UNESCO Has Started Recognizing The Cultural Significance Of The Congo Panamanian People
The Congo Panamanian people have a long history in the Central American country. After centuries in Panama, they are now officially being recognized for their cultural contributions.
The United Nations Educational, Scientific and Cultural Organization (UNESCO), encourages the celebration and universal respect of cultures around the world. In November 2018, UNESCO declared on its official webpage that the Congo Panamanian people and their expressions/culture would be included on the Representative List of the Intangible Cultural Heritage of Humanity.
According to its website, UNESCO states “nowadays, participants play congo, celebrate their freedom, cheerfully sing about their everyday lives and perform representations and sensual dances barefoot, to communicate with the earth.”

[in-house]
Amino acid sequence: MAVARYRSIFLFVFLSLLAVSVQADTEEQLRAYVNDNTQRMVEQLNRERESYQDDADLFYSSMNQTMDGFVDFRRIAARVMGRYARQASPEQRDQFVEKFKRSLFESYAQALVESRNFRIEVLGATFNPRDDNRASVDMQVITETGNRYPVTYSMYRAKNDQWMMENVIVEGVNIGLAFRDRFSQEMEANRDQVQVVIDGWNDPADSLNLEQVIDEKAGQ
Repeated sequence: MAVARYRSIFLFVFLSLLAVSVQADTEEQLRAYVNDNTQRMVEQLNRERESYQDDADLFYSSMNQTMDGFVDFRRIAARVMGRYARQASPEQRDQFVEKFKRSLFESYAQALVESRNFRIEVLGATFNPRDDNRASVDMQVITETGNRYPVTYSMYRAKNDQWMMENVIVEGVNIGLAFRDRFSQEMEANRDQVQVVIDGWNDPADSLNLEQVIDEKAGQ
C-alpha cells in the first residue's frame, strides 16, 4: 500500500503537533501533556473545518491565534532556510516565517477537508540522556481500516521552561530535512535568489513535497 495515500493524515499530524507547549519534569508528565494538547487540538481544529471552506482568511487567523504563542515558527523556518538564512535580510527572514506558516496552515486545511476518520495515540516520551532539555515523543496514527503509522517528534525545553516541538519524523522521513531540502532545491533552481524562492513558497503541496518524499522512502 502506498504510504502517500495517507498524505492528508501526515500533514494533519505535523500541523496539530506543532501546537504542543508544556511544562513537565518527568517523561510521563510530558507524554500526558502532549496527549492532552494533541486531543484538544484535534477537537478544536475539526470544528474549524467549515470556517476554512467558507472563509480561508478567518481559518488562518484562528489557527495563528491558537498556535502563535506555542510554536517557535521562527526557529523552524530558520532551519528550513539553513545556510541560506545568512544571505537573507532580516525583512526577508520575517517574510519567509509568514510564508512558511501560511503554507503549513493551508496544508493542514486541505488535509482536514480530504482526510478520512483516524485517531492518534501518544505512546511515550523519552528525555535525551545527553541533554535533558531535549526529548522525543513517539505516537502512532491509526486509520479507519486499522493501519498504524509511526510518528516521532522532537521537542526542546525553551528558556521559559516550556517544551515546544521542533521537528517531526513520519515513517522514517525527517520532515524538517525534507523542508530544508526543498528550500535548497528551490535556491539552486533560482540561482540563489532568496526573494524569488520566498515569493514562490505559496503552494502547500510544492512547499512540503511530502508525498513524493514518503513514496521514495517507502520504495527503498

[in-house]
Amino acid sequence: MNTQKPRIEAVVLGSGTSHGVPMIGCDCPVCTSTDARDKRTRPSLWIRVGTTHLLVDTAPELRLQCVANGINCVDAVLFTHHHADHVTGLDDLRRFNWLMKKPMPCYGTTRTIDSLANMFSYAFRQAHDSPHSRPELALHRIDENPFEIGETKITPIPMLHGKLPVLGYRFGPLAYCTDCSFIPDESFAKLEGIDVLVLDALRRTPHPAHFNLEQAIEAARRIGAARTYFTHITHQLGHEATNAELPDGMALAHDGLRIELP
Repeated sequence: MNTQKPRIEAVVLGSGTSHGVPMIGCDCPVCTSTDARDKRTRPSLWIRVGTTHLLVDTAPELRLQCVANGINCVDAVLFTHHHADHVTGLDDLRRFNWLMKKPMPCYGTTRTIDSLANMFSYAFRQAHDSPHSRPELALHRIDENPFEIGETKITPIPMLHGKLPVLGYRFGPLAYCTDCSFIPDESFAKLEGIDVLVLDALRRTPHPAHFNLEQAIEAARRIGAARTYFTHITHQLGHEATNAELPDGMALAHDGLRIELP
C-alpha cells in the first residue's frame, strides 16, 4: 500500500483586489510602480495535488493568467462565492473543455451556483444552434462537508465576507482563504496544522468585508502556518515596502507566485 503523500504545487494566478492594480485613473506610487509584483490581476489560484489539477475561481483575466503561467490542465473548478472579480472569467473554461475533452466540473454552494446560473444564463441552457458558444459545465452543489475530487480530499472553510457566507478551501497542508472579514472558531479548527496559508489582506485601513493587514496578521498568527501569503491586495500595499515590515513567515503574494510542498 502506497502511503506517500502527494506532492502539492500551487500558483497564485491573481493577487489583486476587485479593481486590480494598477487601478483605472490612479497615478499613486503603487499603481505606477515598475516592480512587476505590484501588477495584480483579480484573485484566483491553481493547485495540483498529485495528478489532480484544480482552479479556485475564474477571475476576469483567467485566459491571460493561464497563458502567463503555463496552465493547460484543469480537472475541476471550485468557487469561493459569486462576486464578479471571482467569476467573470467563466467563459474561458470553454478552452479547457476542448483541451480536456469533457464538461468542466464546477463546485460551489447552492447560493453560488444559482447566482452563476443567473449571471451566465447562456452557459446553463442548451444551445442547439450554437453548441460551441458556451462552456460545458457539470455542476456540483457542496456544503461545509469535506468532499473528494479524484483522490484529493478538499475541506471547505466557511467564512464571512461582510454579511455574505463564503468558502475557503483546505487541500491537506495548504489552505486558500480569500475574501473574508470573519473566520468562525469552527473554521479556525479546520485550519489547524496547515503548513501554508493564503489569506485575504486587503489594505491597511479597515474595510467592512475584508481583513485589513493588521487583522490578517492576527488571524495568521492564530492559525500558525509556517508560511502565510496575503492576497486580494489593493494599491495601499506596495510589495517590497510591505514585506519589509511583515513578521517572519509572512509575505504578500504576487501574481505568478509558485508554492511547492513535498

A small snippet on the website allows users to hear an audio clip of a Congo song.
Another element of cultural significance of the Congo Panamanian people is the Congo dance of Panama, regarded as “the most unique and colorful manifestation of folklore in the province of Colon,” according to Panama City’s Casco Viejo school.
More than just a dance, it is also a way for participants to express their pain, joy and feelings of anger. The dance was brought to Panama by way of Africa from “Cimarrons,” or escaped slaves.
For the dance, women wear colorful dresses made of patchwork and the men wear pants and a fringed shirt.
If you want to see the dance performed live and in living color, head to Panama during February or March for the Festival of Diablos and Congos, as well as Carnaval.
Congo Panamanian people are some of the descendants of African slaves that were brought over to Panama from regions in Africa including Guinea, Cameroon, Congo and Angola.
This official recognization by UNESCO is another step in addressing the importance of Afro-Panamanians in Panama.
Since the 1990s, special congresses began to be formed throughout the country to address problems of the Afro-Panamanian people, as well as courses designed to study the roots of Afro-Panamanians.
Just like UNESCO, we must always take the time to pay respect to people of different cultures and appreciate the beauty of their cultural contributions, including the Congo Panamanian people.